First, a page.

Joseph Campbell’s “The Hero with a Thousand Faces” is one of the most cited pieces of comparative mythology referenced in literature and film discussion. It posits that eras-old myths from around the world all share core fundamental similarities, and those similarities are the foundation of countless narrative works of fiction, from “The Odyssey” to Star Wars (1977).
The idea is summarized by Campbell in the book’s introduction, saying, “A hero ventures forth from the world of common day into a region of supernatural wonder: fabulous forces are there encountered and a decisive victory is won: the hero comes back from this mysterious adventure with the power to bestow boons on his fellow man.”
The Wizard of Oz (1939) is a solid example of The Hero's Journey at play. Dorothy (Judy Garland) is whisked away from the comforts of Kansas by a tornado that transports her to the magical land of Oz. Thus, her adventure begins, and she’s unable to go back to where she started without pressing forward. It’s not long before she meets Glinda (Billie Burke), a fairy godmother-type “good witch” who serves as her guide as a protective figure. Glinda gives aid to Dorothy via the ruby slippers and a kiss on her forehead, injecting her with powerful resources that help her on her journey. Dorothy meets helpers in the form of the Scarecrow (Ray Bolger), Tin Man (Jack Haley) and Cowardly Lion (Bert Lahr) that raise her odds of success and give her emotional support along the way.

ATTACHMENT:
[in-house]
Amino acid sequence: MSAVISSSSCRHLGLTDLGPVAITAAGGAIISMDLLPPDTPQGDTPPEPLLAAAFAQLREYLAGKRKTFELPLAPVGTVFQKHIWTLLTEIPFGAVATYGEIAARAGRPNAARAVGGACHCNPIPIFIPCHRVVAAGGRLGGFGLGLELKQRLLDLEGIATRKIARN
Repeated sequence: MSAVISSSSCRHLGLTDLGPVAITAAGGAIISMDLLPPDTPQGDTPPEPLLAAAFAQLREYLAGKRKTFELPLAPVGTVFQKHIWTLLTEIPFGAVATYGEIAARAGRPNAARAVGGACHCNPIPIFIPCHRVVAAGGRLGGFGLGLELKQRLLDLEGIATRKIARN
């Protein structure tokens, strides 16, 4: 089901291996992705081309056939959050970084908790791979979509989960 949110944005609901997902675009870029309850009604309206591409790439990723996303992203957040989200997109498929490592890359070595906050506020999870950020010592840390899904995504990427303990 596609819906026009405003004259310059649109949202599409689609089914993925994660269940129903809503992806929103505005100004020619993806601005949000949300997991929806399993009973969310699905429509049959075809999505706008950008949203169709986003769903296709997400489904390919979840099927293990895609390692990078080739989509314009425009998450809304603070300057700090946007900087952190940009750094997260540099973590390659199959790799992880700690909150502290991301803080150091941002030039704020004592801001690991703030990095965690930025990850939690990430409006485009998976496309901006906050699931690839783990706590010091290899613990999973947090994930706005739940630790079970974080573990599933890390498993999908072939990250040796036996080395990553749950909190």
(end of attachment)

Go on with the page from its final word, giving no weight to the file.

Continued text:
Along her journey, Dorothy endures a number of tests and trials that challenge her mettle and explore the fears and desires of a child entering adulthood. In an ironic turn of events, the innocent Dorothy defeats the Wicked Witch, and her tiny dog Toto is responsible for uncovering the fraud of Oz. Truly the two meekest characters rise to defeat evil and reveal their way home, as Dorothy is granted a reward for her efforts in the knowledge that clicking her heels will return her back to Kansas.
Of course, Dorothy’s entire journey was just a dream, but its path along Campbell’s narrative outline and its significance on Dorothy’s character are very distinct. She wakes from the experience with a renewed appreciation for her family and her existence, while still harboring wonderful memories and delight at knowing there’s a rainbow-colored world of adventure waiting for her.